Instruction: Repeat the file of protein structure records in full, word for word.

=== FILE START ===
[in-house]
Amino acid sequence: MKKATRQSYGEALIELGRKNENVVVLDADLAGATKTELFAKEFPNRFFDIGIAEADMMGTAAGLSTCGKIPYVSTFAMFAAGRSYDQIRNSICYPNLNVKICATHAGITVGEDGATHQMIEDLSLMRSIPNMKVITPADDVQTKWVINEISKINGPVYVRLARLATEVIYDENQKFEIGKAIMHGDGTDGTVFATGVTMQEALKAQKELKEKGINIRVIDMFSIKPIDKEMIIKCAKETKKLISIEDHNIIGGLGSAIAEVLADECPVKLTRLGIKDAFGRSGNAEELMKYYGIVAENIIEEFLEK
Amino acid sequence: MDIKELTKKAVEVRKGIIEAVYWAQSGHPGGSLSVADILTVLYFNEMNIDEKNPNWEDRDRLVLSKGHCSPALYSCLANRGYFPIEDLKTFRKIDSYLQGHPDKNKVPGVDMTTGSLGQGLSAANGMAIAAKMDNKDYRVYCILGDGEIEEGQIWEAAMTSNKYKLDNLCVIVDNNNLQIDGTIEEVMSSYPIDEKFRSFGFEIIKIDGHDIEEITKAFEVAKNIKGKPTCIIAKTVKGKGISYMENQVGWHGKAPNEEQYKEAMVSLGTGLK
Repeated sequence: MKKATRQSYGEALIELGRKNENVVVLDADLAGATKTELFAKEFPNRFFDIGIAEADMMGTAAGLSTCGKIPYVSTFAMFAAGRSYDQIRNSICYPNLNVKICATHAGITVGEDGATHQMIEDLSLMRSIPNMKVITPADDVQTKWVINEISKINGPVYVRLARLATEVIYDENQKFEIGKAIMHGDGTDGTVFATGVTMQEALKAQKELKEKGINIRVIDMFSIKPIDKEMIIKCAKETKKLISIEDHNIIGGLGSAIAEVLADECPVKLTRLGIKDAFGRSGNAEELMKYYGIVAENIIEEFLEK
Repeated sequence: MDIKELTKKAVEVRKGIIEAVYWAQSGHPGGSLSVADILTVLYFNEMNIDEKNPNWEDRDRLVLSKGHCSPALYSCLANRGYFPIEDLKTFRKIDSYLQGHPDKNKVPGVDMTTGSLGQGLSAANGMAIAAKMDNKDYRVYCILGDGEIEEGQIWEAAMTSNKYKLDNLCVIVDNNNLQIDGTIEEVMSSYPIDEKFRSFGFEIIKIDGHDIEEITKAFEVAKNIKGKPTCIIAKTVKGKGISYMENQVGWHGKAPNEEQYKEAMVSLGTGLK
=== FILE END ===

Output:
[in-house]
Amino acid sequence: MKKATRQSYGEALIELGRKNENVVVLDADLAGATKTELFAKEFPNRFFDIGIAEADMMGTAAGLSTCGKIPYVSTFAMFAAGRSYDQIRNSICYPNLNVKICATHAGITVGEDGATHQMIEDLSLMRSIPNMKVITPADDVQTKWVINEISKINGPVYVRLARLATEVIYDENQKFEIGKAIMHGDGTDGTVFATGVTMQEALKAQKELKEKGINIRVIDMFSIKPIDKEMIIKCAKETKKLISIEDHNIIGGLGSAIAEVLADECPVKLTRLGIKDAFGRSGNAEELMKYYGIVAENIIEEFLEK
Amino acid sequence: MDIKELTKKAVEVRKGIIEAVYWAQSGHPGGSLSVADILTVLYFNEMNIDEKNPNWEDRDRLVLSKGHCSPALYSCLANRGYFPIEDLKTFRKIDSYLQGHPDKNKVPGVDMTTGSLGQGLSAANGMAIAAKMDNKDYRVYCILGDGEIEEGQIWEAAMTSNKYKLDNLCVIVDNNNLQIDGTIEEVMSSYPIDEKFRSFGFEIIKIDGHDIEEITKAFEVAKNIKGKPTCIIAKTVKGKGISYMENQVGWHGKAPNEEQYKEAMVSLGTGLK
Repeated sequence: MKKATRQSYGEALIELGRKNENVVVLDADLAGATKTELFAKEFPNRFFDIGIAEADMMGTAAGLSTCGKIPYVSTFAMFAAGRSYDQIRNSICYPNLNVKICATHAGITVGEDGATHQMIEDLSLMRSIPNMKVITPADDVQTKWVINEISKINGPVYVRLARLATEVIYDENQKFEIGKAIMHGDGTDGTVFATGVTMQEALKAQKELKEKGINIRVIDMFSIKPIDKEMIIKCAKETKKLISIEDHNIIGGLGSAIAEVLADECPVKLTRLGIKDAFGRSGNAEELMKYYGIVAENIIEEFLEK
Repeated sequence: MDIKELTKKAVEVRKGIIEAVYWAQSGHPGGSLSVADILTVLYFNEMNIDEKNPNWEDRDRLVLSKGHCSPALYSCLANRGYFPIEDLKTFRKIDSYLQGHPDKNKVPGVDMTTGSLGQGLSAANGMAIAAKMDNKDYRVYCILGDGEIEEGQIWEAAMTSNKYKLDNLCVIVDNNNLQIDGTIEEVMSSYPIDEKFRSFGFEIIKIDGHDIEEITKAFEVAKNIKGKPTCIIAKTVKGKGISYMENQVGWHGKAPNEEQYKEAMVSLGTGLK